A self-hosted tracker is one where you have to buy the web hosting, cloud-hosted trackers have the hosting provided for you. With self-hosting, you have to select a hosting plan (or run your own server you crazy) that will meet your needs. If you have a cloud-hosted tracker another company takes care of managing those servers and will have a larger infrastructure.

In theory, you could have a self-hosted tracker that runs on the same quality of server and delivers the same performance. However, a cloud-hosted tracker company can provide most users with higher quality performance, anywhere in the world, at a lower cost, without downtime if you go over your limits (instead, you pay for overages) and with expert support making sure nothing ever goes down.

Sure those last points aren’t technically about speed, but if your server is down, you have no speed!

Myth 6: Using CNAME DNS Records for Your Custom Domain Instead of A Records Will Dramatically Slow Down Your Speed

The tl;dr. CNAME is a slightly slower method, but it shouldn’t be noticeable at all and there are other benefits to using CNAME over A records. Basically, A records point directly to your IP address but CNAME point to another DNS record which then points to your IP address.

That’s an extra step but it only applies the first time (after which it is cached in the browser) and is only going to be ms slower as this thread on stack exchange explains.

It’s impossible to give an exact time as different DNS providers’ speeds vary, but this site provides a useful comparison of DNS speeds. The majority average around 70ms in some GEOs (that’s 7/100 of a second) and the slowest of which can be up to 290ms in some GEOs (that’s 3/10 of a second). Honestly, there is no way that even the slowest of these DNS redirects would impact your campaign performance noticeable, even if you doubled the time.

It might be possible to find a slower DNS somewhere on the net, but you’d deliberately have to go out searching for something that terrible.   

In comparison with the tiny differences between using CNAME and A records, using a server in a separate GEO can add additional seconds and an oversized image or bad script could add an extra couple of seconds to your landing page’s load time. In those examples you will notice a significant impact on your campaign performance with every redirect but the DNS redirect won’t.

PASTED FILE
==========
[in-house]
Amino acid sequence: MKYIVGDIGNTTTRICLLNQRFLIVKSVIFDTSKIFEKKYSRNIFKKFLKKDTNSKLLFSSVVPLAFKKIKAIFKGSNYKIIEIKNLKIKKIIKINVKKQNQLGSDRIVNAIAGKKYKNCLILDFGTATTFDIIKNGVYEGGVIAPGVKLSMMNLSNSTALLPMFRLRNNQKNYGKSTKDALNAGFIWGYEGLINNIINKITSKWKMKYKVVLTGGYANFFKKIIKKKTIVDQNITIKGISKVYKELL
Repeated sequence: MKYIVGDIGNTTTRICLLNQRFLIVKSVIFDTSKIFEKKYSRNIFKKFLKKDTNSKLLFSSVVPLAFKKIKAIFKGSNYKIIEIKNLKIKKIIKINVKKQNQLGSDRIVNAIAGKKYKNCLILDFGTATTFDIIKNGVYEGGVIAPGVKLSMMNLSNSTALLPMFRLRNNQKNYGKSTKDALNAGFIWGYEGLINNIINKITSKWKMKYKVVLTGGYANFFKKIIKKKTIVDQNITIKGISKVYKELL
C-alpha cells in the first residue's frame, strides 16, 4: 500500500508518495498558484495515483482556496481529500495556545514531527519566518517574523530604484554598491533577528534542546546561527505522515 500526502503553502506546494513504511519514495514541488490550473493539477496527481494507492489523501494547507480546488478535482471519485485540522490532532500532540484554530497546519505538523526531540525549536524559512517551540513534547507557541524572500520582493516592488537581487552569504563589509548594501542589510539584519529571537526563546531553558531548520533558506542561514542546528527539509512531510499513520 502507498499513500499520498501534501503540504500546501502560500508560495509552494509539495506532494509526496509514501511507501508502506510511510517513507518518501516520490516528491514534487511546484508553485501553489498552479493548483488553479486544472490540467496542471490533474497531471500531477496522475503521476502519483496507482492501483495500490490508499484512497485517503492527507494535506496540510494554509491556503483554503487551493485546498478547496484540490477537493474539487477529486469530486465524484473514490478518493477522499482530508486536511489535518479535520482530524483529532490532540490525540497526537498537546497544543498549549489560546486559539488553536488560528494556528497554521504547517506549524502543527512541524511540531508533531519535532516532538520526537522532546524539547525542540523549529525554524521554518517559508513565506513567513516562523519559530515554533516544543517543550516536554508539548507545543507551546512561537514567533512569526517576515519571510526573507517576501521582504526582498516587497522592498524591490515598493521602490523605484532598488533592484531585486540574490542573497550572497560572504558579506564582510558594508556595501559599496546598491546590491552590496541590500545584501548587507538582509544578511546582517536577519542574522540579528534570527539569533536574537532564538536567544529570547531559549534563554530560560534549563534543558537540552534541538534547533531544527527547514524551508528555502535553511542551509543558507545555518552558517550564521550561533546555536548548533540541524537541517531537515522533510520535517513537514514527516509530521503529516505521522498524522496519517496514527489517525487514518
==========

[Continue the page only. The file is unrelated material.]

There are benefits outside of speed when you use CNAME DNS records like the simplicity of setting up a custom domain and easy of changing service.

Voluum’s Fast, Reliable DNS Setup

At Voluum, we use AWS Route53 DNS which is a cloud-based DNS. That means that our redirects are low in every geo and ensures uptime. For a true perspective of how tiny an impact your tracker’s DNS has on the total load time, check out the graph below.

a chart that shows the total landing page load time and the tiny impact of the DNS load time

This is using a really simple, minimal landing page on our sample data account (request 7-day access). As you can see, the DNS lookup is about 1/42 of the total load time or a ninth of the whole domain time (in this case the DNS lookup was 21ms and when the URL was checked again it was only 8ms due to being cached). 

You are definitely going to be linking to a page (even if you direct link) that is more complex and takes more time to load. So in real use, this percentage will be even less. Cutting that DNS time in half isn’t going to do anything to your performance.

Myth 7: Self-hosted Trackers Can Scale the Same As Cloud-hosted Trackers      

One of the other key issues when it comes to speed is scaling. It’s easier to have fast speeds when you are tracking very few events, but monitoring massively more across multiple GEOs is a different matter. If you have a dedicated tech team or happen to be an expert in server management then you’re good to go, but for the rest of us mere mortals, we’re going to see significant slowdowns at best and, more likely, downtime with wasted traffic.

This isn’t a complete myth, it is possible for self-hosted trackers to scale but it’s not really practical for most of us.      

Bonus Affiliate Marketing Myth: You Have to Track With a Redirect

Redirects aren’t the only way to track, you can also use the Direct Tracking Pixel. This is a piece of code that loads when a user opens a page. This doesn’t need the initial redirect in a campaign and is handy for traffic sources which have negative views on redirects and when you are tracking organic traffic.

As it has NO initial redirect, it is the fastest way to track.

There can be some downsides such as certain JavaScript blocking tools preventing the pixel from loading and reporting traffic.

The truth about how speed affects your campaign performance

  • Speed is important, but only up to a point
  • Your tracker can have a big impact on your performance, but a good one will see you straight
  • While it is possible to set up a self-hosted tracker for good performance, a cloud-hosted tracker is a safe bet and offers some extra advantages
  • CNAME redirects are not significantly slower and won’t affect your performance
  • Voluum employes a range of technologies to prevent any campaign performance impact from redirects